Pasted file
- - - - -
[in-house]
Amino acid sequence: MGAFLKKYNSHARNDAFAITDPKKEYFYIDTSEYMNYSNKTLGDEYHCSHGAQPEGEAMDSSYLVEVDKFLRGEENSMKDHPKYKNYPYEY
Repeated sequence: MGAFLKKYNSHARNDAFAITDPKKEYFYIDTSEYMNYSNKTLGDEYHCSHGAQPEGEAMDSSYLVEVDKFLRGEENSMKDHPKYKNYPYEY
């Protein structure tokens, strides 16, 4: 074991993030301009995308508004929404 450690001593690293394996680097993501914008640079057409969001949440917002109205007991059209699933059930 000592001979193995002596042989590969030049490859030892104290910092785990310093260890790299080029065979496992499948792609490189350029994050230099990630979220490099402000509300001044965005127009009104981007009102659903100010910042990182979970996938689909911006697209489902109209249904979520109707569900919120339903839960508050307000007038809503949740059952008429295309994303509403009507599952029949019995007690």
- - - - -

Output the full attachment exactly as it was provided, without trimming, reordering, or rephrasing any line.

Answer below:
[in-house]
Amino acid sequence: MGAFLKKYNSHARNDAFAITDPKKEYFYIDTSEYMNYSNKTLGDEYHCSHGAQPEGEAMDSSYLVEVDKFLRGEENSMKDHPKYKNYPYEY
Repeated sequence: MGAFLKKYNSHARNDAFAITDPKKEYFYIDTSEYMNYSNKTLGDEYHCSHGAQPEGEAMDSSYLVEVDKFLRGEENSMKDHPKYKNYPYEY
């Protein structure tokens, strides 16, 4: 074991993030301009995308508004929404 450690001593690293394996680097993501914008640079057409969001949440917002109205007991059209699933059930 000592001979193995002596042989590969030049490859030892104290910092785990310093260890790299080029065979496992499948792609490189350029994050230099990630979220490099402000509300001044965005127009009104981007009102659903100010910042990182979970996938689909911006697209489902109209249904979520109707569900919120339903839960508050307000007038809503949740059952008429295309994303509403009507599952029949019995007690």